What were these pleasures that the people of God wanted so badly that they were willing to pervert the revelation of Jesus Christ? Well, you know, they thought it was great when the Church wanted to change Pentecost from Monday to Sunday, because then they didn’t have to take off another day from work. They just saved another vacation day. And they were overjoyed at the opportunity to have the marriage doctrine watered down, because now they could get rid of that wife or that husband they had grown tired of or were having problems with. They weren’t willing to spend the time to work on it. They didn’t want to fulfil their marriage vows and work through those problems. No, they wanted to do like the rest of the people in the world, the heathens and the pagans, who do it as long as it makes sense and is easy; and when it gets hard, you just toss it out and go get somebody new.
They clamored for those changes. Why? Because they were willing to put up with it for a while when they thought the Church was going to flee in 1972 to a place of safety and that Christ was going to return in 1975. “Oh, we don’t have that long to go. We can stick it out for another few years,” some people thought. “I’ve got problems in my marriage, but I’m willing to put up with it if we really do flee in ’72 and it’s all over in ’75.” But what happened when 1972 came and went? The Church didn’t flee. All of a sudden, it became apparent that we weren’t at the right time. There were too many things yet to happen in the prophecies that God gave that weren’t even close to being fulfilled. And so, people got restless and they said, “Now, wait a minute. I can’t live with this woman or this man. It was one thing if it was going to be over soon, but I can’t live with them if I have to go on for a number of years.” They started clamoring for change to justify it. The ministry was afraid that they were going to lose members. The laity was restless, and don’t think the ministry wasn’t either. I can tell you that during my time as a young student at Ambassador College in Pasadena in 1980—my family was still in the church until 1981—I could count all the ministers who were in D&R situations at that time. They had either left, or divorced their wives and married someone new. The ministers were as guilty of it as anybody in the laity.
They were all seeking a way to have their cake and eat it too. They viewed the laws of God, which we had kept as a Church for over forty years, as a burden and as a difficulty, and they wanted relief. Oh, they still wanted the hope of salvation; they still wanted to be in God’s Kingdom. They just wanted the requirements of salvation to be easier, and so they turned to the scholars of the world and started justifying—saying that God allows divorce. Or, God hates divorce, but it’s a sin like any other; and so once you do it, you can repent of it and then it’s ok. What perversion. No, brethren, if there’s any fulfillment of this last day-prophecy concerning those that were lovers of pleasure more than lovers of God, I don’t know what could be more than that which we saw happen beginning about twenty-five to thirty years ago in the Church.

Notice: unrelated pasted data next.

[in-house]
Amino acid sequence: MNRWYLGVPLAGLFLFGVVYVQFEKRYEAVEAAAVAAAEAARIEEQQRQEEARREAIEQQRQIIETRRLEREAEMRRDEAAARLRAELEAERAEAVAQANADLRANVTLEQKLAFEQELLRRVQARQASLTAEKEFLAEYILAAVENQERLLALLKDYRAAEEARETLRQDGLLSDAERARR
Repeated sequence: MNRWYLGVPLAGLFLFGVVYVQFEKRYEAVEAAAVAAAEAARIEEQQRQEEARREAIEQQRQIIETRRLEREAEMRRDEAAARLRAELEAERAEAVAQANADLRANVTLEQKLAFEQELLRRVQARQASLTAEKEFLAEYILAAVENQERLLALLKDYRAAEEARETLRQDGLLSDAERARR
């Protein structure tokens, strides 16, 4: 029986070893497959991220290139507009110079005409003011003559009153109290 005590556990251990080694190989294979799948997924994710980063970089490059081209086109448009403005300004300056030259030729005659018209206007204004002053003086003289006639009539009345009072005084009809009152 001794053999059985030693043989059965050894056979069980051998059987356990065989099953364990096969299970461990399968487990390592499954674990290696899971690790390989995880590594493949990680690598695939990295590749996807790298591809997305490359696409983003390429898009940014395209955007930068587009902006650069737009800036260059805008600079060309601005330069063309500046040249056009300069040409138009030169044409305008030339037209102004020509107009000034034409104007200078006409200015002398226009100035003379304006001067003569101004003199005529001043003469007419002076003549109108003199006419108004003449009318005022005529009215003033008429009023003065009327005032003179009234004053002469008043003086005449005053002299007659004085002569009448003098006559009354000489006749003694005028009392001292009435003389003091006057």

“Having a form of godliness . . .” Oh, they didn’t give up their appearance of their religious fervor or their commitment to God. No. Oh, they were still leaders of the church, elders, those that were guiding and had the great pretense of being close to God and speaking in His name. “Having a form of godliness, but denying the power thereof . . .” What happens, brethren, when a ministry who was commissioned to preserve, to proclaim and to protect the very truths of God—which He gave already to the Church as a great miracle—turns and begins to water down and to teach people to break God’s Law? What happens when the ministry brings in a big gold idol and says, “Hey, this is a part of our new growth in the way we’re going to worship God,” just like Jeroboam did in Bethel and Dan. “Here’s a great new statue of a god, and let’s move the Feast of Tabernacles one month later because it makes more sense.”
See, we wouldn’t accept that, would we? No, that’s too obvious. The Church of the last days did something just as bad, or worse, when they corrupted marriage. They corrupted Pentecost. They changed the doctrine on the nature of man and divine healing, and that was only the beginning because it went downhill from there. And then, people wonder, as they look back twenty-five, twenty-six years later and say, “Where did it go wrong? What happened?” They think that the Church went wrong after Mr. Armstrong died in 1986. They think it was the successor to Mr. Armstrong that destroyed the Church. No, it wasn’t. The Church was already sick and diseased. All it needed was its final death throes in the middle to late 80’s, and we saw it happen and finally come to fruition in the early 90’s. But that decay, that disease, began from the time that the Church rejected Jesus Christ as the revelator of Truth, all the way back in the early 1970’s. And it was already working for years before that in the manifestations of an orientation of mind that rejected revelation and, instead, valued human scholarship.